Forest Lake’s Jake Ross, 11, received a $1,000 scholarship for making a positive impact in his community through volunteering.
The Kohl’s Cares Scholarship Program chose Ross from more than 35,000 applicants based on initiative, leadership, generosity and project outcome. Nearly 200 youth volunteers were awarded $1,000 scholarships and qualified for $10,000 national scholarships. Since the program began in 2001, Kohl’s has awarded 19,000 winners with $3.9 million in scholarships and prizes.
After repeatedly being bullied in school, and in an effort to make sure other children don’t suffer similar abuse, Ross advocated for new legislation. The fifth-grade student testified at three Minnesota State Capitol legislative hearings to urge passage of the “Safe and Supportive Minnesota Schools Act,” a comprehensive anti-bullying bill. He gave his personal testimony in February at the House Education Policy Committee hearing, in March at the Senate Education Committee hearing, and in May at the Senate Finance Committee hearing.
After nine committee hearings, the bill passed in the House but died in the Senate. Supporters plan to reintroduce the bill at the capitol when the session resumes in February 2014.
To read the bill, go online to www.senate.mn and enter 783 in the “get bill info” box.
Ross also wrote a guest column for the April 18 issue of the Forest Lake Times. During second grade, Ross wrote, he was hit and pushed around, his belongings were stolen and he received verbal threats. Ross was attending a local school at the time.
After second grade he moved to Scandia Elementary (part of Forest Lake District 831), which uses the Olweus Program to prevent bullying.
The Safe and Supportive Minnesota Schools Act, he wrote, would give Minnesota one of the strongest anti-bullying school laws in the U.S.
“I want to help protect students in Minnesota from bullying because I know what it’s like, and I don’t want it to happen to anyone,” he wrote.
In May, Ross was named “Up-Stander of the Week” by The Bully Project, a national bullying prevention organization.
Jake’s story: An extract from his testimony to legislative committees
When I was 7 years old and in second grade, I was the victim of on-going bullying by two students at the elementary school I then attended.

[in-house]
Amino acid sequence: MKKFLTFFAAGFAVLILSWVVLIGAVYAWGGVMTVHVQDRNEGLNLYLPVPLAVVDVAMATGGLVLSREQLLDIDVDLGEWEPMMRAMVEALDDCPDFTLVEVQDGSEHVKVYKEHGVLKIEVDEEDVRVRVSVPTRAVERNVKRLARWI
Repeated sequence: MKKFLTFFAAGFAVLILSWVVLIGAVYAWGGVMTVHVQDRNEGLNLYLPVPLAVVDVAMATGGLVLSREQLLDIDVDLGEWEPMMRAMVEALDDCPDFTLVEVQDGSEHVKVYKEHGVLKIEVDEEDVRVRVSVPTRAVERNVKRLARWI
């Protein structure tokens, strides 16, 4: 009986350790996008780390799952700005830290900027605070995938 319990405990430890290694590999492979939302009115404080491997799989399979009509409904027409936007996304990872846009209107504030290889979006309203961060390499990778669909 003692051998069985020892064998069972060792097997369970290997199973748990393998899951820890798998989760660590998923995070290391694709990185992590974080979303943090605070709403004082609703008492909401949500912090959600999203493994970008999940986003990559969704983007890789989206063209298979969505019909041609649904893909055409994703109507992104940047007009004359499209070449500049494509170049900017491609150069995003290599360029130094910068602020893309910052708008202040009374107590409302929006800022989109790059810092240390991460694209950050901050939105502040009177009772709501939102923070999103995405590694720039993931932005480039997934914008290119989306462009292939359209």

I was hit repeatedly in the hallways and other places when my teacher wasn’t looking. The boys did this because they thought it was funny.
These same boys pushed me around every day after school. They took my backpack and other belongings.
On Feb. 2, 2010, while I was eating lunch at our assigned classroom table in the cafeteria, one of the bullying students stood up at the lunch table and said very loudly, “Who’s going to help me beat up Jake today?”
Following lunch, outside at recess, I was cornered and attacked, pushed to the ground up to 20 times. I tried to get away but could not. When the recess whistle finally blew and everyone went inside, the student who attacked me yelled repeatedly, “I’m going to kill you if you tell anyone! I’m going to kill you tomorrow!”
The day after I was attacked, with my mom’s encouragement, I switched to the other table to eat lunch, the table where the girls ate. The boy who had attacked me said very loudly to everyone, “Look—Jake’s a girl!”
Going to school was hard for me because I didn’t know what would happen. My mom reported these things to the school officials. The only consequence was the two boys who admitted hurting me repeatedly had to apologize. No other school consequences occurred, even though the bullying continued.
My mom asked the school director to move the boys to a different cafeteria table. The director told my mom, “No. We can’t move these boys to another place at lunch, because what about those kids they would then sit by?” I was forced to sit by the boys who bullied me every day.
My mom asked to see the school’s policy and procedures for bullying. After about 10 minutes of searching, the director found the school’s written bullying policy, a couple-sentence statement. The policy did not list any procedures for what to do if bullying occurs. My mom was told, “There are no procedures, no list of consequences for bullying here.”
She asked, “How will you ensure a safe learning environment for our son?” The answer was, “I can’t help you. I can’t tell you. Not everyone shares the same values as you.”
My mom filled out harassment and violence reporting forms for several incidents, but the school administration did not investigate. My parents took me and my younger sister out of this school.